It has all the symptoms of a bad crank sensor
Crankshaft Position (CKP) Sensor
See Figure 1
A magnetic crankshaft sensor (Hall Effect switch) is used which is remotely mounted on the opposite side of the engine from the DIS/IC module. The sensor protrudes in to the engine block, within about 0.050 in. (1.27mm) of the crankshaft reluctor.
Fig. 1: View of the CKP sensor-to-crankshaft reluctor relationship
The reluctor is a special wheel cast into the crankshaft with seven slots machined into it, six of which are equally spaced 60° apart. A seventh slot is spaced 10° from one of the other slots and serves as a generator of a "sync-pulse". As the reluctor rotates as part of the crankshaft, the slots change the magnetic field of the sensor, creating an induced voltage pulse.
The CKP sensor, ICM or DIS ignition module sends reference signals to the computer control module (ECM/PCM), based on the Crankshaft Position (CKP) sensor pulses, which are used to determine crankshaft position and engine speed. Reference pulses to the computer control module occur at a rate of 1 per each 180° of crankshaft rotation for vehicles through 1993, or 7 per 360° of crankshaft rotation for 1994 vehicles. This signal is called the 2X or 7X reference because it occurs 2 or 7 times per crankshaft revolution, depending on the year of your vehicle.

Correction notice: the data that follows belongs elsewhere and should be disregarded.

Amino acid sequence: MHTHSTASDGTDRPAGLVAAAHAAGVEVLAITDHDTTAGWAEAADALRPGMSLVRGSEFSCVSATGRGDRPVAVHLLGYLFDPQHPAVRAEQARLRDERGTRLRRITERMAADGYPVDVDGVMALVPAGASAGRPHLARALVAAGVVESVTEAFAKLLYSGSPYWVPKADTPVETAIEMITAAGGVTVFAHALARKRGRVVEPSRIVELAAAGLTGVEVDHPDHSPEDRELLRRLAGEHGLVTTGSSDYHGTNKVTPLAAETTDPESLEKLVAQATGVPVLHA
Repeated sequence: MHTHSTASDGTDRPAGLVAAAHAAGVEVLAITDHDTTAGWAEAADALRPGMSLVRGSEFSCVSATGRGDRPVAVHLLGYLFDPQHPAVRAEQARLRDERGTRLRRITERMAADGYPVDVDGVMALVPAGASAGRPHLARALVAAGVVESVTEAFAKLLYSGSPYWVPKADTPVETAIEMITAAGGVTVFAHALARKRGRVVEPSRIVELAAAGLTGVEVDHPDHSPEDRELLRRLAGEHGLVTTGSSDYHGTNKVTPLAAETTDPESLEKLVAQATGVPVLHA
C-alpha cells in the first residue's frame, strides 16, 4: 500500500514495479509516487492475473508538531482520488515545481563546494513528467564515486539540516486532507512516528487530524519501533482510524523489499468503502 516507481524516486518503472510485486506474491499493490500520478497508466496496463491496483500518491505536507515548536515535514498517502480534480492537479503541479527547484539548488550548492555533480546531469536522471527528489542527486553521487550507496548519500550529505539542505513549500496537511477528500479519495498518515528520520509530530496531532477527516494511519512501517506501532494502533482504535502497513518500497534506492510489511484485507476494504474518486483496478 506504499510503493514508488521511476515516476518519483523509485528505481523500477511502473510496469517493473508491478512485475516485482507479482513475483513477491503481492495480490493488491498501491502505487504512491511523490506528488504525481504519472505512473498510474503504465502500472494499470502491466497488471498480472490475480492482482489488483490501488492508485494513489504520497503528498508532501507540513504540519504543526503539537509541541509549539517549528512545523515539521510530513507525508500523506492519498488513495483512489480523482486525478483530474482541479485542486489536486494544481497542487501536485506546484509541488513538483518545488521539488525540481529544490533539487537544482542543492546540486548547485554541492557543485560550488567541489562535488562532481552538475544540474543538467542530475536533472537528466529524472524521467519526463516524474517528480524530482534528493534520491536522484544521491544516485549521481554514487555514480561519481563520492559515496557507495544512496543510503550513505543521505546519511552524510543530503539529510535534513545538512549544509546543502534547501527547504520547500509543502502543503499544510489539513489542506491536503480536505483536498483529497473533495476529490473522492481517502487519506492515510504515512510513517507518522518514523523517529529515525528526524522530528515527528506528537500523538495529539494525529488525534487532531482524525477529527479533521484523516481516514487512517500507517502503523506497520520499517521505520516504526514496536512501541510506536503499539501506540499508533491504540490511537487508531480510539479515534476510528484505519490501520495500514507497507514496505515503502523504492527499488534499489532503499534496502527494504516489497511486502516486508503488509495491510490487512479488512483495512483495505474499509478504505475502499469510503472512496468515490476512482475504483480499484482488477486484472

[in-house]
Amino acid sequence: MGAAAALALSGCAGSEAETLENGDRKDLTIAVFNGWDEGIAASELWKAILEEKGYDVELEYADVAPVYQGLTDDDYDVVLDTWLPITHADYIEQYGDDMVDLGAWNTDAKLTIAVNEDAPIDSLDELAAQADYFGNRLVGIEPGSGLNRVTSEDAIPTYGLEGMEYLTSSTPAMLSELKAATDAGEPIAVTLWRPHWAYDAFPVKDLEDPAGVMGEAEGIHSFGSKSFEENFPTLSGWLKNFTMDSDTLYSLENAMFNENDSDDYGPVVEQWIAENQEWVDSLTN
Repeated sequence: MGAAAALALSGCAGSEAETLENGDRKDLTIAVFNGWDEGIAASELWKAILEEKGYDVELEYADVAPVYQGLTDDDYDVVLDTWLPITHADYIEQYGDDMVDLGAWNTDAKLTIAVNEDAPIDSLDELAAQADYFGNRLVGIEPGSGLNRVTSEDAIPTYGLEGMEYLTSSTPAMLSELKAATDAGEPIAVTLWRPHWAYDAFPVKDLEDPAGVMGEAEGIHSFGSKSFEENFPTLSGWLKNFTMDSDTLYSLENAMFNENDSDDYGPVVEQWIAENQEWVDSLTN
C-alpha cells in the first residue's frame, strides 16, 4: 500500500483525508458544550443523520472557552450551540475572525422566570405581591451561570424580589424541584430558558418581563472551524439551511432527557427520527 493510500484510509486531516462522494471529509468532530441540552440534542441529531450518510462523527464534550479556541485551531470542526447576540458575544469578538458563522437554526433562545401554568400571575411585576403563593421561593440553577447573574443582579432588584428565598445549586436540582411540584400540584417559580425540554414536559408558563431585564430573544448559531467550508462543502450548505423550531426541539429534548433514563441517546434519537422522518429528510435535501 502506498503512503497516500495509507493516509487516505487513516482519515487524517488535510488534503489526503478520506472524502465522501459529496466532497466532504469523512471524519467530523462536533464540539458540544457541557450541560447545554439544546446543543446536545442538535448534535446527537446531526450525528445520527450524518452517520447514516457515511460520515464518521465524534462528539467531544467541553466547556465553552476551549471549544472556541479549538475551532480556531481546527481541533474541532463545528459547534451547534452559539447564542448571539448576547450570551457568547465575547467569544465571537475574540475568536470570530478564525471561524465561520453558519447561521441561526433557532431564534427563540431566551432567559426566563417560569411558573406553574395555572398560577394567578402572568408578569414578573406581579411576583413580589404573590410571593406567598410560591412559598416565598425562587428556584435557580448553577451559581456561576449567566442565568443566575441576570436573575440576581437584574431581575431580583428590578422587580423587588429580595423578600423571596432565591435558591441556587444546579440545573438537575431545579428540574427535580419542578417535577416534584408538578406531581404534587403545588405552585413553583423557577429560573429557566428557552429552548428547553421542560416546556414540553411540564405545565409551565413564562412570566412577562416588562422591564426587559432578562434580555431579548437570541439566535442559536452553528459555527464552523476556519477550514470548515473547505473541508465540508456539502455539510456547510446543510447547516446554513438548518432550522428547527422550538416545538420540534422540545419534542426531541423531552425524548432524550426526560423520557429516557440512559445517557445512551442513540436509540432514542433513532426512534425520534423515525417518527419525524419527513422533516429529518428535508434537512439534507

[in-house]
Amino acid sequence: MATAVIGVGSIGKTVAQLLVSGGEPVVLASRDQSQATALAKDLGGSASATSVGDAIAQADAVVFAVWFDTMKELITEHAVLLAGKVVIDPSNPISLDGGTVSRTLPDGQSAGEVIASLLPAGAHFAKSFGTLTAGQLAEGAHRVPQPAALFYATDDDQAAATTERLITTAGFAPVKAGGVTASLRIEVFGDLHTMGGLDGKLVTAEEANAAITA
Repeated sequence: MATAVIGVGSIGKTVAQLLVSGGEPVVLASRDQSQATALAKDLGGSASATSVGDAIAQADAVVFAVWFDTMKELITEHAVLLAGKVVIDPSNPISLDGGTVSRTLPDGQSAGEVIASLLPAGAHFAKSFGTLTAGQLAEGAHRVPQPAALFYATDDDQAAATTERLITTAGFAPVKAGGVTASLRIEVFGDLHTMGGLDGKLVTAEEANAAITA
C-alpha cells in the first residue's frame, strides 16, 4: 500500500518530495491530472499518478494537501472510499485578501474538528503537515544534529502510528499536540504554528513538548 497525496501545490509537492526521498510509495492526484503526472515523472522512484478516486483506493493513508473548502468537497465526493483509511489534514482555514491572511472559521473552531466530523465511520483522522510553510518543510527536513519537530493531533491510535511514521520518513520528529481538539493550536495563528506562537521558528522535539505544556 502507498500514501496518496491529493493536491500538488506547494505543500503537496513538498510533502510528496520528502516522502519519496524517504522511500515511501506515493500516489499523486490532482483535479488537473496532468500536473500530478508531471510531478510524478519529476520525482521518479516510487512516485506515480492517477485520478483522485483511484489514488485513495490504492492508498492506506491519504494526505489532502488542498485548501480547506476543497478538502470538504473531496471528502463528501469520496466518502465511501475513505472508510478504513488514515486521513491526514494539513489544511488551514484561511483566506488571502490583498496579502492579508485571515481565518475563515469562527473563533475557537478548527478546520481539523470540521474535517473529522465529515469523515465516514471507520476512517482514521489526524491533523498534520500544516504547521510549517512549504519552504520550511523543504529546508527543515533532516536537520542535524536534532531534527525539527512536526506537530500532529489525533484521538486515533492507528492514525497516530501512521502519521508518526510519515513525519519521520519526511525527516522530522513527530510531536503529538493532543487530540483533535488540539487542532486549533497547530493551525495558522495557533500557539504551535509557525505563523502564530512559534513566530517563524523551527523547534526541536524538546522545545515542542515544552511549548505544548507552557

For 1994 vehicles, the 7X reference signal is necessary for the PCM to determine when to activate the fuel injectors.
The computer control module (ECM/PCM) activates the fuel injectors, based on the recognition of every other reference pulse, beginning at a crankshaft position 120° after piston Top Dead Center (TDC). By comparing the time between the pulses, the DIS module or Ignition Control Module (ICM) can recognize the pulse representing the seventh slot (sync-pulse) which starts the calculation of ignition coil sequencing. The second crankshaft pulse following the sync-pulse signals the DIS module to fire the No. 2-5 ignition coil, the fourth crankshaft pulse signals the module to fire No. 3-6 ignition coil and the sixth crankshaft pulse signals the module to fire the No. 1-4 ignition coil.